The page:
With New Prez, Hotels Hope For Browning-Ferris Reversal
For the past 18 months, hotels have been adjusting to a landmark decision by the National Labor Relations Board that put the future of the hotel franchise model in jeopardy, but with a Republican president now in the White House, the industry is trying to remain compliant while holding out high hopes for a reversal of the decision.
At issue is the Browning-Ferris decision from August 2015, which said that even indirect control, which exists in franchise agreements, could trigger joint-employer liability. Franchise agreements for decades have been built on the premise that the franchiser could have some control over the franchisee and generally not be liable when it comes to employment disputes, but the NLRB decision has created additional liability.
However, the hotel industry remains hopeful that the decision will be reversed under President Donald Trump's watch.
"Prior to the decision from the NLRB, you had a situation where joint employment would really only be triggered when there was direct oversight or a direct connection between the hotel and an outsourced component of a hotel operation, such as valet, housekeeping or security," said Dana A. Kravetz of Michelman & Robinson LLP. "Normally, you have two employers, one for the hotel company and one for the valet."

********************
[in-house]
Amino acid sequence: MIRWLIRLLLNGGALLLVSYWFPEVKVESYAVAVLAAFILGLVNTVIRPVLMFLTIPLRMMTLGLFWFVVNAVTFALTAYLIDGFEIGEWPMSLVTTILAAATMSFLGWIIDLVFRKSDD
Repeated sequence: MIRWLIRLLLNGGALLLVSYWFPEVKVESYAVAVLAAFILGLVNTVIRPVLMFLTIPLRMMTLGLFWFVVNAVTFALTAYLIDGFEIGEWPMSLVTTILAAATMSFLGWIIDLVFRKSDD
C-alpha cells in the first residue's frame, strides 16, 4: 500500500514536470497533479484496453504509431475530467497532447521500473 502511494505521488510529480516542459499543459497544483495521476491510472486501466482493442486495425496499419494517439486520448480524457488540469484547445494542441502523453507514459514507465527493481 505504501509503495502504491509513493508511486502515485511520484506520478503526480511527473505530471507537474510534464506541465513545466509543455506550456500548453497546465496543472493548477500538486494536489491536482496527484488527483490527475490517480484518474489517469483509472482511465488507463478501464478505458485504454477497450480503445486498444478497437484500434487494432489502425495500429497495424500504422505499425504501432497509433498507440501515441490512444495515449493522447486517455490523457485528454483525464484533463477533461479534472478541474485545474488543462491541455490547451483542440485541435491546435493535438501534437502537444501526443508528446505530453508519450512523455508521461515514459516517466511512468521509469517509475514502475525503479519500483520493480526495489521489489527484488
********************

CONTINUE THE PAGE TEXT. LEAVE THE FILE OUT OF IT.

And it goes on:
Hotels following the decision had been bracing for a long-term impact, but now that Trump is in office, they are walking a delicate line between making sure they comply with the new rules and taking a long view, which holds that Trump's two upcoming appointments to the NLRB will help reverse the ruling.
The NLRB now leans 2-1 in favor of Democrats, but assuming Trump appoints two right-leaning members, the board could ultimately lean 3-2 in favor of Republicans. Also, Trump's pick for Labor Secretary, Andrew Puzder, who is CEO of the parent company of Carl's Jr. and Hardee's, has used the franchise model for most of his career, which could further favor the hotels.
In the meantime, the decision still continues to cause major potential liability for the hotel franchise industry. The NLRB rules make franchisers subject to a broad spectrum of employment lawsuits from franchisees while also allowing union voices at franchisees to be heard by the franchiser.
"It blew up the 30 years of rulemaking on this," said Travis Gemoets of Jeffer Mangels Butler & Mitchell LLP. "Even if you're not the employer but if you exercise control or if you could potentially exercise control, then you are subject to unionization, to a joint-employer analysis."
To that point, lawyers say it's crucial that franchisers have a clear understanding of how union rules apply.
"Make sure that your rules are defined. Your positions are defined," said Christina O. Alabi at Gould & Ratner LLP. "There's a new class of people that have been added to the bargaining unit and can vote for the union. The workforce can now become a unionized workforce."